Sometimes there’s more than one way to fix a problem. Take Johnny L., for instance. His company, AnnistonInsurance Co., was sued recently. His heart sank as he imagined the years of costly litigation ahead. When his attorney suggested mediation, he wanted to hear more about what happens at mediation hearings. If you’ve never been sued, you may be surprised at how mediation works.
Traditional Trials and Hearings
Plaintiffs, defendants, their attorneys, and others are involved in court hearings and trials. It may take months or even years for a lawsuit to make it to the courtroom. Cases that do not settle before trial take their toll in legal fees, time, and stress.
Sometimes you can be heard without incurring the expense of a lengthy court trial.
Alternative Dispute Resolution
Arbitration and mediation are often used to settle lawsuits without waiting for a trial. Though the two are different, we will just be looking at mediations. Advantages to mediation include:
- Judges and juries do not resolve your case. The parties to a lawsuit have at some control over the outcome of mediation.
- Mediations may be scheduled, and the case resolved while a court case is just getting started.
- Parties have more flexibility in the process and the outcome.
- Mediations are often “win-win” situations. Both parties usually walk away from the table with a satisfying solution.
But what actually happens at a mediation?
The parties, their attorneys and the mediator meet at a mutually agreed upon time and place. Often, they may meet at the mediator’s office.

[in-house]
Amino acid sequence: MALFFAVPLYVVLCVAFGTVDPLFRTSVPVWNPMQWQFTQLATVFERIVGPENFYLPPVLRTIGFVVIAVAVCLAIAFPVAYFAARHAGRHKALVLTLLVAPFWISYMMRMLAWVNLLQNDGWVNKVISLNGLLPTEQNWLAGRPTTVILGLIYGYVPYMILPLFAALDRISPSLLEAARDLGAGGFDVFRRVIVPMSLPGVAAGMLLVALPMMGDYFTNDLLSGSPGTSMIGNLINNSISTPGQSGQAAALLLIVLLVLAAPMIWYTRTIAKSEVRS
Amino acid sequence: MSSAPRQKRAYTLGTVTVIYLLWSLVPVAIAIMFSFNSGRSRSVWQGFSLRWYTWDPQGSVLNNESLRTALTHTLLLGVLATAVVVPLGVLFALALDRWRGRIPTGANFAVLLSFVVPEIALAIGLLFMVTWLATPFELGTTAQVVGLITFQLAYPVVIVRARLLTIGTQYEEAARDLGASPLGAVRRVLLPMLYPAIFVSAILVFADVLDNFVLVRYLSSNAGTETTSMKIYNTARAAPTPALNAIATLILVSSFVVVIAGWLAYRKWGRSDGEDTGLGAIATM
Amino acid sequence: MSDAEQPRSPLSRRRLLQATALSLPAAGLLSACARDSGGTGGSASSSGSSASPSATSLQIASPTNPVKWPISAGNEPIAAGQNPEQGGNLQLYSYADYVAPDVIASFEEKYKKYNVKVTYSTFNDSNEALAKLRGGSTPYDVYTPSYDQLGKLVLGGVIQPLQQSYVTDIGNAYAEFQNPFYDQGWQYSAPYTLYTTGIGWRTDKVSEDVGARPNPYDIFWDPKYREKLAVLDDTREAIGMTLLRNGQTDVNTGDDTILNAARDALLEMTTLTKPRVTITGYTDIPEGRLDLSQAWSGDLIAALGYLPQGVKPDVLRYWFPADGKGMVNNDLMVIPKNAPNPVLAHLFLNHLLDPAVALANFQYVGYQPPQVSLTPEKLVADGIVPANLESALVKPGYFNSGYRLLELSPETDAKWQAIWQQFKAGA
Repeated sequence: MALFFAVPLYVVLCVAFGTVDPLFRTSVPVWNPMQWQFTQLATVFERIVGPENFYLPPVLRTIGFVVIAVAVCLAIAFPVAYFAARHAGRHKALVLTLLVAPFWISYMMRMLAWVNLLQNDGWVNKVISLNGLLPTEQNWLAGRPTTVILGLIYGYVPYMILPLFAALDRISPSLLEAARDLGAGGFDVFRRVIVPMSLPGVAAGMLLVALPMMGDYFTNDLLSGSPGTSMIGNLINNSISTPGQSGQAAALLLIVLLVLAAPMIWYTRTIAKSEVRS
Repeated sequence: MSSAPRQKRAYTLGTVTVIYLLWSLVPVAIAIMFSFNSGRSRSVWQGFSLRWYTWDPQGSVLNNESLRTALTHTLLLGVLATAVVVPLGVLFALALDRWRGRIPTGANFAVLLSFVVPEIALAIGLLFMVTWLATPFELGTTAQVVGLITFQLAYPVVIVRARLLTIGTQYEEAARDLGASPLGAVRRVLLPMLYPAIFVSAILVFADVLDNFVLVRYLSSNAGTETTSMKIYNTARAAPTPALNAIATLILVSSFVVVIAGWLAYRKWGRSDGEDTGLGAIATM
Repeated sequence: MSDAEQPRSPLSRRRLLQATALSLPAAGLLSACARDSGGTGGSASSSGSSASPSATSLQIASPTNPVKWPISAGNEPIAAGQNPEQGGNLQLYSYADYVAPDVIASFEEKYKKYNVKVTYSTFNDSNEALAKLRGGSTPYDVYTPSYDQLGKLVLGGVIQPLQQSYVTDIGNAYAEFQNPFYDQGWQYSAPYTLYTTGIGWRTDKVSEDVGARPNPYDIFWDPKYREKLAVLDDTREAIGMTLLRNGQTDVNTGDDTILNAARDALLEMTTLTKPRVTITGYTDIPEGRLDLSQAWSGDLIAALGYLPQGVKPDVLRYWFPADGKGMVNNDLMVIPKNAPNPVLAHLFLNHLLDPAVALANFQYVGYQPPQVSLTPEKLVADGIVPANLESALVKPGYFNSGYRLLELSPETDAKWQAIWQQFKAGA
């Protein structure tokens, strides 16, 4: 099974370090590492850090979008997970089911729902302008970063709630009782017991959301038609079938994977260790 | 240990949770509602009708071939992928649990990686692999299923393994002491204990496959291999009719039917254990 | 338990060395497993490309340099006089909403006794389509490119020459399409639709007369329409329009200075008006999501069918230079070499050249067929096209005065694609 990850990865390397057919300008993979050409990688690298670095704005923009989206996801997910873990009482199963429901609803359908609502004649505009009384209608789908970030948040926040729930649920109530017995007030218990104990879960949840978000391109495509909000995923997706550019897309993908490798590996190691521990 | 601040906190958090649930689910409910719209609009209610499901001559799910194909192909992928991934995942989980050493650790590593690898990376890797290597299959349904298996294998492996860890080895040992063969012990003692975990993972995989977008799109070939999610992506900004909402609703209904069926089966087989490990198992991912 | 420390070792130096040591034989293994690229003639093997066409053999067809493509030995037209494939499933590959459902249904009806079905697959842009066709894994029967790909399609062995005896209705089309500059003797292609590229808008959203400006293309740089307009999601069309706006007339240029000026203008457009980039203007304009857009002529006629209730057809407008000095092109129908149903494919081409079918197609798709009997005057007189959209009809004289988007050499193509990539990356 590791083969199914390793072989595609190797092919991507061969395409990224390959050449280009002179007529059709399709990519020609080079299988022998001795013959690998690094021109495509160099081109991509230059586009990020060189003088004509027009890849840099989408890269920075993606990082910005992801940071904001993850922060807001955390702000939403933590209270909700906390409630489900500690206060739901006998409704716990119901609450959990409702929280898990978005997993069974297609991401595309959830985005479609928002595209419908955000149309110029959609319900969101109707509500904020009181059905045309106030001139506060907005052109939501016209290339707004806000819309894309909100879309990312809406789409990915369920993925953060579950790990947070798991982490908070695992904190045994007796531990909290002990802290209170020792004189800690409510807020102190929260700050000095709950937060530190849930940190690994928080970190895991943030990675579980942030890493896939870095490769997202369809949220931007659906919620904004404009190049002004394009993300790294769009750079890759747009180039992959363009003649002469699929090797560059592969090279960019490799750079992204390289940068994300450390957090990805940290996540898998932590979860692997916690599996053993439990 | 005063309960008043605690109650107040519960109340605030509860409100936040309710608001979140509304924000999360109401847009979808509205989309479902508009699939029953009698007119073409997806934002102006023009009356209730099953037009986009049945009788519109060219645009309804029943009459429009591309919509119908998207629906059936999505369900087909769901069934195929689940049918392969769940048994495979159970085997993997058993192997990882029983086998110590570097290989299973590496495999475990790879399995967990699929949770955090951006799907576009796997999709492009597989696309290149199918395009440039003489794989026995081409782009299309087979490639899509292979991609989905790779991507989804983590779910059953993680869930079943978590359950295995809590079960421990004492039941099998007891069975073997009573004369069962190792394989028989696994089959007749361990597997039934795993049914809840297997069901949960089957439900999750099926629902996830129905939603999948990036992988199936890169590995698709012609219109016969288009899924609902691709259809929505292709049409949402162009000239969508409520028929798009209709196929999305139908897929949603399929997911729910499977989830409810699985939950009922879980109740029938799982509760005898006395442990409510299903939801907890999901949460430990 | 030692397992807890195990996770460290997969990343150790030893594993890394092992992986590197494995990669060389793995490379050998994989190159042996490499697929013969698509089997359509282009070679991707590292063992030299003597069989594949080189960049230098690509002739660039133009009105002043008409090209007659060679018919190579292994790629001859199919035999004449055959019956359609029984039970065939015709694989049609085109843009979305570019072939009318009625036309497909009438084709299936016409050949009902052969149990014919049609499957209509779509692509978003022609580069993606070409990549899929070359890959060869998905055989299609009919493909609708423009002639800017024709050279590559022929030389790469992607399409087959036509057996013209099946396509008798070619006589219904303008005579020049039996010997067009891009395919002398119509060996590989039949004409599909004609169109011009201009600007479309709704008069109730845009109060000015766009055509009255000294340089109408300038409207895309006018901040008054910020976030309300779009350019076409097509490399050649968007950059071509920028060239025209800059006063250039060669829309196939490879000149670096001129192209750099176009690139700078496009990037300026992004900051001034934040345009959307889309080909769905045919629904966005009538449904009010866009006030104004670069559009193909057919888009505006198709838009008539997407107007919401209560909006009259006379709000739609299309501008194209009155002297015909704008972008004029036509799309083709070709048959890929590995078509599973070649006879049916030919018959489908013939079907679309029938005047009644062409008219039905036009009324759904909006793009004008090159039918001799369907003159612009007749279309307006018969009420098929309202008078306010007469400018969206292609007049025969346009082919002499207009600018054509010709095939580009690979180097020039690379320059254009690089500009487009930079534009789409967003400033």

The mediation may start with a joint session. The mediator may explain his or her role and clear up any procedural issues. Both parties may make an opening statement in which they talk about the dispute and offer a preliminary solution.
At times during the mediation, the parties may break out into separate meetings. Each party heads off to a separate room to discuss the case with their attorneys.
The mediator will discuss the case with each party. Topics might include strengths and weaknesses of each side.
The parties may negotiate with each other while the mediator plays the role of referee. Mediations may be terminated, rescheduled, or recessed for a time.
At the end of the mediation, the parties may or may not have an agreement. Agreements will be set out in writing and may signed off by the parties at a later date. Cases that don’t resolve may be rescheduled or may continue on to an arbitration or a trial.
Now You Know What Happens at Mediation.
Remember, though, that the mediator does not hand down a decision or order the parties to do anything. However, mediators can help parties reach a resolution that helps everyone.
When you need an attorney, call Bruce Adams. He has the skills and experience to help with your business and estate planning concerns. Please contact us at 256-237-3339 to set up an appointment. Our office is located in Anniston, Alabama, but we assist clients in surrounding communities like Oxford, Jacksonville, Heflin, Gadsden, and Pell City.